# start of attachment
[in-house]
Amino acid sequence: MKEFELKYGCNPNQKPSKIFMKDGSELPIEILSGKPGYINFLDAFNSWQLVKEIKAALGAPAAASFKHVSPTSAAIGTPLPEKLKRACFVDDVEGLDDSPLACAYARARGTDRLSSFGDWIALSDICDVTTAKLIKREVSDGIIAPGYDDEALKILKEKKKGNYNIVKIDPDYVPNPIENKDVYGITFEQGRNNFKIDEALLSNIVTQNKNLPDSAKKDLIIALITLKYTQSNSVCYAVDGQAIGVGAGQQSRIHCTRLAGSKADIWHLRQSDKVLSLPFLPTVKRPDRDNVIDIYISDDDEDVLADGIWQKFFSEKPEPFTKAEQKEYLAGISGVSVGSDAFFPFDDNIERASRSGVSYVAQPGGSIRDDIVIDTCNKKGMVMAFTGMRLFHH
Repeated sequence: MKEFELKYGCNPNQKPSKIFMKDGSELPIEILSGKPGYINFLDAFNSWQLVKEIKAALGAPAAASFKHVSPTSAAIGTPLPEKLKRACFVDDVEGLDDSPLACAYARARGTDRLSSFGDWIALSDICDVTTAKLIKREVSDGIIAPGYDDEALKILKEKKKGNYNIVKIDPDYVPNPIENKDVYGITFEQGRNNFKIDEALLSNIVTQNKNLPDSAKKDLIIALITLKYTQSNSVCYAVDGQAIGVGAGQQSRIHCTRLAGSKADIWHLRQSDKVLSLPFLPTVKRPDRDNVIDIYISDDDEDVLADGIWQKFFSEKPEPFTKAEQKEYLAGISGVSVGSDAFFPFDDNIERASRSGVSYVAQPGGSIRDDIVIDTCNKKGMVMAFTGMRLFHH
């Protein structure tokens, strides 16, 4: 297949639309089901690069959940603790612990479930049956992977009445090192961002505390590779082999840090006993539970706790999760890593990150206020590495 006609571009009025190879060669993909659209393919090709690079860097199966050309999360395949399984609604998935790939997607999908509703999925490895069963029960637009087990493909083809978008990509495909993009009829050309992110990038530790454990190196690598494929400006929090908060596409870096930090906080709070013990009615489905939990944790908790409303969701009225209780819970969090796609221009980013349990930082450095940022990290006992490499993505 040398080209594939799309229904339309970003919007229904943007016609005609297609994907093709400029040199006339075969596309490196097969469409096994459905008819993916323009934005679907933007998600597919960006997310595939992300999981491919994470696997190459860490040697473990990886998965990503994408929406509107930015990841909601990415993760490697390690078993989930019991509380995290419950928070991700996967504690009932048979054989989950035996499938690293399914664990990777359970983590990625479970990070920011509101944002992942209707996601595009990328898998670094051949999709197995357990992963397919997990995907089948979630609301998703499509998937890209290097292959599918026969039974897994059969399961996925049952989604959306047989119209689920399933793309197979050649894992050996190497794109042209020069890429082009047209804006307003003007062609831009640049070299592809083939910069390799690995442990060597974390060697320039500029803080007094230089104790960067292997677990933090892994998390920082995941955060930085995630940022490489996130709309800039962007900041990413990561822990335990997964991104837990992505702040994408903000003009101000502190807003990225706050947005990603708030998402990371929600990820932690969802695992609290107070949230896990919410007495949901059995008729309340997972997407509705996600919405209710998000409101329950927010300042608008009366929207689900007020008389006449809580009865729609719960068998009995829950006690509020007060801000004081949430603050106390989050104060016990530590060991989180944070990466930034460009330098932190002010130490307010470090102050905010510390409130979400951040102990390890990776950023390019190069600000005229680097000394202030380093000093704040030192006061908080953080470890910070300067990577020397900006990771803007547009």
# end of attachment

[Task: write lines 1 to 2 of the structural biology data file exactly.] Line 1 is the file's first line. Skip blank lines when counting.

[in-house]
Amino acid sequence: MKEFELKYGCNPNQKPSKIFMKDGSELPIEILSGKPGYINFLDAFNSWQLVKEIKAALGAPAAASFKHVSPTSAAIGTPLPEKLKRACFVDDVEGLDDSPLACAYARARGTDRLSSFGDWIALSDICDVTTAKLIKREVSDGIIAPGYDDEALKILKEKKKGNYNIVKIDPDYVPNPIENKDVYGITFEQGRNNFKIDEALLSNIVTQNKNLPDSAKKDLIIALITLKYTQSNSVCYAVDGQAIGVGAGQQSRIHCTRLAGSKADIWHLRQSDKVLSLPFLPTVKRPDRDNVIDIYISDDDEDVLADGIWQKFFSEKPEPFTKAEQKEYLAGISGVSVGSDAFFPFDDNIERASRSGVSYVAQPGGSIRDDIVIDTCNKKGMVMAFTGMRLFHH